Privacy Shield Shattered: Standard Contractual Clauses Survive Glancing Blow
The Court of Justice of the European Union (CJEU) struck down the EU-U.S. Privacy Shield (Privacy Shield) as a mechanism for transferring EU personal data to the United States;
Standard Contractual Clauses (SCCs) remain a valid method to transfer personal data to processors established outside of the EU in most cases; and
Organizations that previously relied on Privacy Shield must examine alternatives for lawful personal data transfers, such as SCCs or Binding Corporate Rules (BCRs).
On July 16, the European Union’s top court, the Court of Justice of the European Union (CJEU) released its highly anticipated decision in the so-called Schrems II case,1 which saw the EU-U.S. Privacy Shield (Privacy Shield) invalidated based on its failure to adequately address US government surveillance activities. As a result, companies that process personal data of EU persons in the United States are immediately faced with a new set of challenges for complying with the international personal data transfer requirements of the GDPR.
The European Union and the United States implemented the Privacy Shield framework in July 2016, after the CJEU scrapped the prior mechanism, the U.S.-EU Safe Harbor (Safe Harbor), in the 2015 Schrems I decision,2 also because of surveillance concerns. Compared to Safe Harbor, Privacy Shield imposed stricter and more comprehensive data protection obligations on US organizations that handle personal data of EU persons. Since then, more than 5,000 companies have enrolled in Privacy Shield, which has been monitored and enforced by the U.S. Department of Commerce and the Federal Trade Commission.
While the CJEU upheld the use of Standard Contractual Clauses (SCCs), adopted and published by the European Commission or by a member state Supervisory Authority (SA), it emphasized that the contracting parties have an obligation to ensure that the laws in the recipient country are sufficient to protect EU personal data and cautioned that SAs are “required to suspend or prohibit the transfer of personal data to a third country,” where the guarantees of the SCCs are not upheld.3 The CJEU also noted that parties are encouraged to include additional safeguards beyond the SCCs themselves via supplemental contractual commitment.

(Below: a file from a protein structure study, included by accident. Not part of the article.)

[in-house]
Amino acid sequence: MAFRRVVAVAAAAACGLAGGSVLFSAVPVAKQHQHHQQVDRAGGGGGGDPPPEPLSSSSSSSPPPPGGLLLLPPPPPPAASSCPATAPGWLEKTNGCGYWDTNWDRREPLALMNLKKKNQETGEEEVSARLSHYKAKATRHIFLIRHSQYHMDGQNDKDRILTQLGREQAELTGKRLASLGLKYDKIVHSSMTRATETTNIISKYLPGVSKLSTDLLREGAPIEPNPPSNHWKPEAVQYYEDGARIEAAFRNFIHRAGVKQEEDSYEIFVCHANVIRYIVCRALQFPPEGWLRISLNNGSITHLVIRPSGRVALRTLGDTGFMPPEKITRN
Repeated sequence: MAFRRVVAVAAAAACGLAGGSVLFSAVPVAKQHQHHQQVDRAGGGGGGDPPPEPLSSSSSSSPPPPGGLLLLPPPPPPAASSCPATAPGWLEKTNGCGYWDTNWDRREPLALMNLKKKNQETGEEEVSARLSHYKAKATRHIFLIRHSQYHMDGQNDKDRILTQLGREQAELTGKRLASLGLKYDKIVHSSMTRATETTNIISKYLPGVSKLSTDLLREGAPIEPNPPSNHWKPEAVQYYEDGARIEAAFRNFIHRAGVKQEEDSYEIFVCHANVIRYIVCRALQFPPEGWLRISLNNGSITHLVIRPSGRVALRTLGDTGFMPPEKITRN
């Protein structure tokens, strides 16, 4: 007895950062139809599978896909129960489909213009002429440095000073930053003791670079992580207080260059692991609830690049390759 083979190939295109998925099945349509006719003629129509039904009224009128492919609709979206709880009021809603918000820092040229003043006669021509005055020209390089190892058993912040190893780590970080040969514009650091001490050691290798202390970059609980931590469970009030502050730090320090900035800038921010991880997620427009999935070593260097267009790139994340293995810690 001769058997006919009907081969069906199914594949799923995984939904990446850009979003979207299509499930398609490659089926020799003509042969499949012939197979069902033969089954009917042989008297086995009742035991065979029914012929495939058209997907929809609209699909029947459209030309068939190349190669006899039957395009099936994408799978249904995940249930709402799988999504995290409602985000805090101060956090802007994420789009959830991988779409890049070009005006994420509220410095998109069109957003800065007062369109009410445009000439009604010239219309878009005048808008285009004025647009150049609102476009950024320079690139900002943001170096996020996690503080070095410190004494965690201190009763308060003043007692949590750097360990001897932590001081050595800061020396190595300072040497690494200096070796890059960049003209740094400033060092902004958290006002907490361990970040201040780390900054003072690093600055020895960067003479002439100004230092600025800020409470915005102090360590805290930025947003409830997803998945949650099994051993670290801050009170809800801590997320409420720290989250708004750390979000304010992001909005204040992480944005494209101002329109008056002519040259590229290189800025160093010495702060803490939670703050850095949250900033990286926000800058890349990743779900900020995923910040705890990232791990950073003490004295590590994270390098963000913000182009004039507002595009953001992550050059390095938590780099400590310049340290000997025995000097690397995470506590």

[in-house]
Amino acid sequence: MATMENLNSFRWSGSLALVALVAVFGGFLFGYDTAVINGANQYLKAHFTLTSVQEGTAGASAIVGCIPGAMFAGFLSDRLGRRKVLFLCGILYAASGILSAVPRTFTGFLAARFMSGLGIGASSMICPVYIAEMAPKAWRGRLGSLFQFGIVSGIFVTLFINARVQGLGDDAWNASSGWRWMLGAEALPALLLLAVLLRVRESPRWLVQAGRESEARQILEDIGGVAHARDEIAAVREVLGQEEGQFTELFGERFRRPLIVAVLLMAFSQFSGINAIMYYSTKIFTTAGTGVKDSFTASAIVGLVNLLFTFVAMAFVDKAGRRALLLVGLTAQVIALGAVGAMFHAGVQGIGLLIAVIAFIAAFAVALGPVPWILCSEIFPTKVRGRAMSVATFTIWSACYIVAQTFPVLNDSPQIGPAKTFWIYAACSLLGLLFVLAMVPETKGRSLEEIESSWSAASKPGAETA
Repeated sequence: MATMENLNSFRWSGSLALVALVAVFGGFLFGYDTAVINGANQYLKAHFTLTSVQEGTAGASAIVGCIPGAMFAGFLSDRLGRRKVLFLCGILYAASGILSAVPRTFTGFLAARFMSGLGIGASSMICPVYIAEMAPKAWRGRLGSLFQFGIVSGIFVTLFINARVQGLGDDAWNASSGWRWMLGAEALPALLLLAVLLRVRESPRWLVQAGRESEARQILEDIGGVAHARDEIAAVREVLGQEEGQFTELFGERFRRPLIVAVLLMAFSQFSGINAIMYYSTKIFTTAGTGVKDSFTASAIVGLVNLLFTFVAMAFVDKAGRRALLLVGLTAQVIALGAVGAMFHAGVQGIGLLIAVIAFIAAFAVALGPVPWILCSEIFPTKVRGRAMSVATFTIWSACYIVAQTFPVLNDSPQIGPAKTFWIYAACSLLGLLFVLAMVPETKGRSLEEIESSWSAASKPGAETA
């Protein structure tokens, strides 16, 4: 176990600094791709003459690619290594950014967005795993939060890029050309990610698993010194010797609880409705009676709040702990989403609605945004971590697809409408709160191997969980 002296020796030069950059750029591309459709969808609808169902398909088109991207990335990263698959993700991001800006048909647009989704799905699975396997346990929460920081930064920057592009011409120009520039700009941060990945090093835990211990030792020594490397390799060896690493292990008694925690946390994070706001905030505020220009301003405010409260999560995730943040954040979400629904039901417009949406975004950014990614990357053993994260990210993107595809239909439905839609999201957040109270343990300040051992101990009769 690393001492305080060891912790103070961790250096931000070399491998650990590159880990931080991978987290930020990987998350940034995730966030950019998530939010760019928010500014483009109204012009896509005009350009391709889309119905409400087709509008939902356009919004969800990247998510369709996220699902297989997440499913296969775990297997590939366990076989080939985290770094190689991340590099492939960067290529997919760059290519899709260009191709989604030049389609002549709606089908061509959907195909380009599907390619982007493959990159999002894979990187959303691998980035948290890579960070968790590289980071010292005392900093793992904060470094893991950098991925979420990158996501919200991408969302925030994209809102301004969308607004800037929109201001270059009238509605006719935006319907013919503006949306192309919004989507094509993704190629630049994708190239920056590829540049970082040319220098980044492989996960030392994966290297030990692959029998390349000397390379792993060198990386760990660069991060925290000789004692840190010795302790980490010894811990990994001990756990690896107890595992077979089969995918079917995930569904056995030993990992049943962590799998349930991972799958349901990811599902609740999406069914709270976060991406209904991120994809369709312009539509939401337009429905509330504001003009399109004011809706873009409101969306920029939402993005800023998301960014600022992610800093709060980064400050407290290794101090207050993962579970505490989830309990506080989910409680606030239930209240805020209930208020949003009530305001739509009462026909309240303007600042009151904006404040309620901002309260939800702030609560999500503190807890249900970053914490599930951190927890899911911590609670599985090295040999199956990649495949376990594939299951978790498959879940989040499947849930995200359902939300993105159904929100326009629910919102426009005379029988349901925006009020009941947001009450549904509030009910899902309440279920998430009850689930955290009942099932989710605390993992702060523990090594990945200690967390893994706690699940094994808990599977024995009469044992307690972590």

In the absence of Privacy Shield as a permitted mechanism for trans-Atlantic personal data transfers, there are important considerations for companies that transfer personal data to the US to ensure that they are continuing to process personal data of EU persons lawfully:
Review the company’s and its affiliates’ personal data processing activities that involve international personal data transfers and identify which, if any, involve personal data transfers from the EU to the US;
If any of these personal data transfers — whether between affiliates or third party service providers — have relied on Privacy Shield certification, put in place a new adequate personal data transfer mechanism: (1) SCCs, but noting that based on the CJEU decision that additional diligence, considerations and provisions may be advisable; or (2) with respect to internal corporate and affiliate transfers, Binding Corporate Rules (BCRs), which allow multinational companies to transfer personal data to other entities abroad within the same enterprise under the supervision of a SA that must approve their global privacy policies and procedures; and
If SCCs or BCRs are not practical, determine whether it is feasible to obtain the consent of the personal data owners for the cross-border transfer.
Schrems II serves as an important reminder to assess (or re-assess) whether your privacy program has adequate safeguards in place to protect personal data of EU persons, which must be afforded “a level of protection essentially equivalent to that guaranteed within the EU by the GDPR.”4
1 Data Protection Commissioner v. Facebook Ireland and Maximillian Schrems, case number C-311/18, in the Court of Justice of the European Union (July 16, 2020).
2 Maximillian Schrems v. Data Protection Commissioner, case number C-362/14, in the Court of Justice of the European Union (Oct. 6, 2015).
3 Id. at 14.
4 Id. at 21.